• Location: Room LG6, LSHTM, Keppel Street, London, WC1E 7HT
  • Speaker: Jonathan Breckon, Senior Visiting Lecturer, EPPI Centre; POST Fellow, UK Parliament

The recording of the November 2022 seminar on ‘Communicating and using systematic reviews - learning from other disciplines’ by Jonathan Breckon is now available at https://www.lshtm.ac.uk/newsevents/events/communicating-and-using-systematic-reviews-learning-other-disciplines.

 

2022

 

What are the best ways to communicate systematic reviews?

  • Date and time: Wednesday 23 November 2022 12:30 - 13:45
  • Location: Room LG6, LSHTM, Keppel Street, London, WC1E 7HT
  • Speaker: Jonathan Breckon, Senior Visiting Lecturer, EPPI Centre; POST Fellow, UK Parliament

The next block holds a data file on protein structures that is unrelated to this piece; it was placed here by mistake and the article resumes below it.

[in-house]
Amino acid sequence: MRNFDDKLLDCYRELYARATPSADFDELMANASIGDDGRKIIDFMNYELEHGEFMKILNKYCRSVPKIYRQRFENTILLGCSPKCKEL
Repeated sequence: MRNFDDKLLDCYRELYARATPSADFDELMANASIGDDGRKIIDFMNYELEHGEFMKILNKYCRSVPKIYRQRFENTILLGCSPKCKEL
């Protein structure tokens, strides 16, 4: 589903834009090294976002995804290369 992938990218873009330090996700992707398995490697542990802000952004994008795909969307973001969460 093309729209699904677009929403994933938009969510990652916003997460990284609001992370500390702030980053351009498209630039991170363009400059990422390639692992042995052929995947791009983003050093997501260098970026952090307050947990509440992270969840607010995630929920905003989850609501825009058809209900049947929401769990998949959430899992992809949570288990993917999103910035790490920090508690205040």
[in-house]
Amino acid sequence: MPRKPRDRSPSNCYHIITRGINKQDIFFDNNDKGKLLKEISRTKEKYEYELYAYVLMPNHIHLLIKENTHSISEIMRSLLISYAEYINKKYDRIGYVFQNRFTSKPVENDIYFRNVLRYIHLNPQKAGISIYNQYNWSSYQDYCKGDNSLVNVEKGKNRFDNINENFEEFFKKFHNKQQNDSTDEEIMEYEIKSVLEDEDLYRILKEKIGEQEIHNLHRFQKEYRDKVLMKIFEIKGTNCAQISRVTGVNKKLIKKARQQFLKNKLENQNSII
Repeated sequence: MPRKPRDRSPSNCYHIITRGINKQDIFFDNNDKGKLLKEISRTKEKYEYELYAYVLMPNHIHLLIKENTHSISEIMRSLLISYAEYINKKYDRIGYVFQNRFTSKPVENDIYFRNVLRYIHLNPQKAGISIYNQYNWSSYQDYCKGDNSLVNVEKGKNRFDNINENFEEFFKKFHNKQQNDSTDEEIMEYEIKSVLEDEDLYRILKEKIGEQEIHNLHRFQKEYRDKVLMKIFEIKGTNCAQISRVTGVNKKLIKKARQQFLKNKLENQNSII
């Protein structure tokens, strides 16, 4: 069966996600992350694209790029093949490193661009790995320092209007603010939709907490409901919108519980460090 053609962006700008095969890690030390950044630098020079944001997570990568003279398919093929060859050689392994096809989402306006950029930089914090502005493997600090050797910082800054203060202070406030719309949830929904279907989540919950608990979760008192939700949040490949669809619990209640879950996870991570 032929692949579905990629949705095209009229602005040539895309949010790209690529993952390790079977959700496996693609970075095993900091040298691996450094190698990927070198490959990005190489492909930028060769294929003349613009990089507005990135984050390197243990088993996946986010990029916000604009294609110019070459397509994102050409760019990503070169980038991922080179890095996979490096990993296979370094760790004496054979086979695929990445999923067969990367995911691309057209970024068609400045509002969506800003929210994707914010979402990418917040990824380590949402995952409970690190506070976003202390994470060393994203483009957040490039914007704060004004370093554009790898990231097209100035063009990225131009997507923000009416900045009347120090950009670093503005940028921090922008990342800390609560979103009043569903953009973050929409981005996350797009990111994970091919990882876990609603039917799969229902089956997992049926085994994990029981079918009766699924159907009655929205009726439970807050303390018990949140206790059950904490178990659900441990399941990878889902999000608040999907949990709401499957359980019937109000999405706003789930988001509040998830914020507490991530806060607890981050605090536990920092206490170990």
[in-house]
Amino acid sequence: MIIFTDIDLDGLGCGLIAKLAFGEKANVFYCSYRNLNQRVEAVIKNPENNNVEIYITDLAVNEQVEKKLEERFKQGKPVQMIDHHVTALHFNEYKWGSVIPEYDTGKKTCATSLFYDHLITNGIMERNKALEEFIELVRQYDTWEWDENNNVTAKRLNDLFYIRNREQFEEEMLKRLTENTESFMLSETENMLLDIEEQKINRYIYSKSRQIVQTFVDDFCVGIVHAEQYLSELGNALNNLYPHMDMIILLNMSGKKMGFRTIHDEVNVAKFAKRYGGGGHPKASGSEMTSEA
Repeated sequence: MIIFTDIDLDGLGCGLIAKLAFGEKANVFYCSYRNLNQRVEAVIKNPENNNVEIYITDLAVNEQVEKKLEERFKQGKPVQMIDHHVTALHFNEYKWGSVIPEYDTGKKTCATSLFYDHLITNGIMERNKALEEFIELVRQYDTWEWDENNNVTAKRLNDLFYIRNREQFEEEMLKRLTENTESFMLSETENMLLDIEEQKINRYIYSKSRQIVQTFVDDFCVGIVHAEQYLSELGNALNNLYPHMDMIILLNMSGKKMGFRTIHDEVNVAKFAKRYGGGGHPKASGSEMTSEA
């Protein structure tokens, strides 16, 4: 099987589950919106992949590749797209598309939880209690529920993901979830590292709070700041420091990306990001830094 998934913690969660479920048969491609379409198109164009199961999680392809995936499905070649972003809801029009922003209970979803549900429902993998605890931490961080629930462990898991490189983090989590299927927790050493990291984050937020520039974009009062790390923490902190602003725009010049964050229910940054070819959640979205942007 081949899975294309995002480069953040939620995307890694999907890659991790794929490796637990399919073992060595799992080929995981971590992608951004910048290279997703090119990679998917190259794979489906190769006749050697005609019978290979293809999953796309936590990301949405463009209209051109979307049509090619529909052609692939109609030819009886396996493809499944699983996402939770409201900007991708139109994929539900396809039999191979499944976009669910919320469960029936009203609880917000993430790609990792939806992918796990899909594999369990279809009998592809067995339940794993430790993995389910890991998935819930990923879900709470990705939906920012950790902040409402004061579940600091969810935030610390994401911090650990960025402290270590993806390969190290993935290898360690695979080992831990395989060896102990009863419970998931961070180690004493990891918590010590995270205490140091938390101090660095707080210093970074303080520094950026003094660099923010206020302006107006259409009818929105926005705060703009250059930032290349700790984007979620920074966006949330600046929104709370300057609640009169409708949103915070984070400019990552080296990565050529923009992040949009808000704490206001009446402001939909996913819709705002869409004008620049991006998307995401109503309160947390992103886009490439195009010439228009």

The recording of the November 2022 seminar on ‘Communicating and using systematic reviews - learning from other disciplines’ by Jonathan Breckon is now available at https://www.lshtm.ac.uk/newsevents/events/communicating-and-using-systematic-reviews-learning-other-disciplines.

 

2018

 

Women in wage labour: a systematic review of effectiveness and design features of interventions

Date: 19th December 2018
Location: Gordon square 16-18 room 101: 14:00-15:00
Speaker: Dr Laurenz Langer

 

Bayesian meta-analysis using quantitized qualitative data as prior info.

Date: 18 December 2018 (tbc)
Location: tbc
Speaker: Dr Leonie van Grootel. Tilburg University

 

Co-creating a co-creation course to co-create welfare

Date: 5th December 2018
Location: Seminar Room, 18 Woburn Square, UCL Institute of Education, London WC1H 0NS
Speaker: Gemma Pearce

 

Complex systems model of evidence: Implications for systematic review methods and concepts of research utilisation